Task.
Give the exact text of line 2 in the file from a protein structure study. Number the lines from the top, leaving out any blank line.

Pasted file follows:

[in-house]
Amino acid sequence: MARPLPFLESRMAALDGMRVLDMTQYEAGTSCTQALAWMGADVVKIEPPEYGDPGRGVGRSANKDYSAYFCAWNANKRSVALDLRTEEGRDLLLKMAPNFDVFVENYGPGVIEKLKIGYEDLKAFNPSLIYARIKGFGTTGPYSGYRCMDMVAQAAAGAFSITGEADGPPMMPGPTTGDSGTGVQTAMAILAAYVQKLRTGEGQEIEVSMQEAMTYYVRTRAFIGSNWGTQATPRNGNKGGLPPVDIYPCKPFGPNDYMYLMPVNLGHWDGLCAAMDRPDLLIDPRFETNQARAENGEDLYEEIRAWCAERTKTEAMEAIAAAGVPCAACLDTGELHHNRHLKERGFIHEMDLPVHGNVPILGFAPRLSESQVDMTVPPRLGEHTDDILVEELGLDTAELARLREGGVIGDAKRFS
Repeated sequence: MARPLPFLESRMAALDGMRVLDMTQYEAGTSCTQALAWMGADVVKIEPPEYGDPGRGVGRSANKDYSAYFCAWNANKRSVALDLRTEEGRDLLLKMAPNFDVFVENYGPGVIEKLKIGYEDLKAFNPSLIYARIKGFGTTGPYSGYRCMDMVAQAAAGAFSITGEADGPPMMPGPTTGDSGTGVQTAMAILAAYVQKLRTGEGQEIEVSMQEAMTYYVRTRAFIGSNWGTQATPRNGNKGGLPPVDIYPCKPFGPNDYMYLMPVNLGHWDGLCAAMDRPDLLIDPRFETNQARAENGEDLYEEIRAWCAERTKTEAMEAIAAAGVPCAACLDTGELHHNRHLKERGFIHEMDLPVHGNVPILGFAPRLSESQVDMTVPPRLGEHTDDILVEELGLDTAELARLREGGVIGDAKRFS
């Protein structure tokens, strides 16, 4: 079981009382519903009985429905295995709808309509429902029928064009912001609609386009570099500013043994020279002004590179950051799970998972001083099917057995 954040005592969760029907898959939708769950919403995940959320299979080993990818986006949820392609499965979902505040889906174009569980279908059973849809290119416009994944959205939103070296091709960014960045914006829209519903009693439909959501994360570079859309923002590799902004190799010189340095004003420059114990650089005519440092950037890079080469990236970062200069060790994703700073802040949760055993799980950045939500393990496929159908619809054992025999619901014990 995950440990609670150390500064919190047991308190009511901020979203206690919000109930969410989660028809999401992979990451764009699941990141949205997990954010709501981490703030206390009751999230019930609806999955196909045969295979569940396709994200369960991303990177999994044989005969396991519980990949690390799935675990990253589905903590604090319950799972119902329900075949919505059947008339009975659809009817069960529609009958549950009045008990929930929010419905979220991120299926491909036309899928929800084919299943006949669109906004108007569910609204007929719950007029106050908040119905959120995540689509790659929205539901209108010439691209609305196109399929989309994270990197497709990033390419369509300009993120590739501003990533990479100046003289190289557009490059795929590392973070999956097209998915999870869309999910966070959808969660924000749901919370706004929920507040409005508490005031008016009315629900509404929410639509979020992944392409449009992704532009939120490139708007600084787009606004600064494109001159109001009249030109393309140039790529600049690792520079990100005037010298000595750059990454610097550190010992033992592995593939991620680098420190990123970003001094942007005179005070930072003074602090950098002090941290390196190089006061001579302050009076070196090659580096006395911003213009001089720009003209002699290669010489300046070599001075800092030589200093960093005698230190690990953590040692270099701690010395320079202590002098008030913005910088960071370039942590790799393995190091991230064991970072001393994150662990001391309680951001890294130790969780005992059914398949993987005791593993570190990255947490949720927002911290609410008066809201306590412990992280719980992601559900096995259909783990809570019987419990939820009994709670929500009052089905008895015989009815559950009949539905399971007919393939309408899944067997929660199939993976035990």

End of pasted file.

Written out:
Amino acid sequence: MARPLPFLESRMAALDGMRVLDMTQYEAGTSCTQALAWMGADVVKIEPPEYGDPGRGVGRSANKDYSAYFCAWNANKRSVALDLRTEEGRDLLLKMAPNFDVFVENYGPGVIEKLKIGYEDLKAFNPSLIYARIKGFGTTGPYSGYRCMDMVAQAAAGAFSITGEADGPPMMPGPTTGDSGTGVQTAMAILAAYVQKLRTGEGQEIEVSMQEAMTYYVRTRAFIGSNWGTQATPRNGNKGGLPPVDIYPCKPFGPNDYMYLMPVNLGHWDGLCAAMDRPDLLIDPRFETNQARAENGEDLYEEIRAWCAERTKTEAMEAIAAAGVPCAACLDTGELHHNRHLKERGFIHEMDLPVHGNVPILGFAPRLSESQVDMTVPPRLGEHTDDILVEELGLDTAELARLREGGVIGDAKRFS